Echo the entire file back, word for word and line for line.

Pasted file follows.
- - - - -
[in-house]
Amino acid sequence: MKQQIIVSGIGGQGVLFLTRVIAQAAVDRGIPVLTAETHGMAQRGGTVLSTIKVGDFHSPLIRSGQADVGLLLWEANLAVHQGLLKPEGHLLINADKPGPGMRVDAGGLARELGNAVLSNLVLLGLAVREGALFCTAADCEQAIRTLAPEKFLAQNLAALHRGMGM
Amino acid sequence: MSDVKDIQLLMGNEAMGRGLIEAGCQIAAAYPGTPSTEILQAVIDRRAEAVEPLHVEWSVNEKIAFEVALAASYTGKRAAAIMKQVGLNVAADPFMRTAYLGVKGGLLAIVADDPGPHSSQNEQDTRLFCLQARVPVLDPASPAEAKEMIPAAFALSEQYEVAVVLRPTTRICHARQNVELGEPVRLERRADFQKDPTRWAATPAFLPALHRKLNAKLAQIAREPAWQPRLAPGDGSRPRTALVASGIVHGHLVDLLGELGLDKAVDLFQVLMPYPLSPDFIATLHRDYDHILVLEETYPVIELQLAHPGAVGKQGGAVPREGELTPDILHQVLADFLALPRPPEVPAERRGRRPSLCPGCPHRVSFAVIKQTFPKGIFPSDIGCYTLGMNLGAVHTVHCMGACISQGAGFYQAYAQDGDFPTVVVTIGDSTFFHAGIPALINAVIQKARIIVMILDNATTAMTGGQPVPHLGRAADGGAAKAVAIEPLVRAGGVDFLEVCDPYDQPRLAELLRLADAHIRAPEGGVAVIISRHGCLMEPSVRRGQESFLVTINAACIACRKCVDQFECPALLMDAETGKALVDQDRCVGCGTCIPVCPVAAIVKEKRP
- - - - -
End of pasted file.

[in-house]
Amino acid sequence: MKQQIIVSGIGGQGVLFLTRVIAQAAVDRGIPVLTAETHGMAQRGGTVLSTIKVGDFHSPLIRSGQADVGLLLWEANLAVHQGLLKPEGHLLINADKPGPGMRVDAGGLARELGNAVLSNLVLLGLAVREGALFCTAADCEQAIRTLAPEKFLAQNLAALHRGMGM
Amino acid sequence: MSDVKDIQLLMGNEAMGRGLIEAGCQIAAAYPGTPSTEILQAVIDRRAEAVEPLHVEWSVNEKIAFEVALAASYTGKRAAAIMKQVGLNVAADPFMRTAYLGVKGGLLAIVADDPGPHSSQNEQDTRLFCLQARVPVLDPASPAEAKEMIPAAFALSEQYEVAVVLRPTTRICHARQNVELGEPVRLERRADFQKDPTRWAATPAFLPALHRKLNAKLAQIAREPAWQPRLAPGDGSRPRTALVASGIVHGHLVDLLGELGLDKAVDLFQVLMPYPLSPDFIATLHRDYDHILVLEETYPVIELQLAHPGAVGKQGGAVPREGELTPDILHQVLADFLALPRPPEVPAERRGRRPSLCPGCPHRVSFAVIKQTFPKGIFPSDIGCYTLGMNLGAVHTVHCMGACISQGAGFYQAYAQDGDFPTVVVTIGDSTFFHAGIPALINAVIQKARIIVMILDNATTAMTGGQPVPHLGRAADGGAAKAVAIEPLVRAGGVDFLEVCDPYDQPRLAELLRLADAHIRAPEGGVAVIISRHGCLMEPSVRRGQESFLVTINAACIACRKCVDQFECPALLMDAETGKALVDQDRCVGCGTCIPVCPVAAIVKEKRP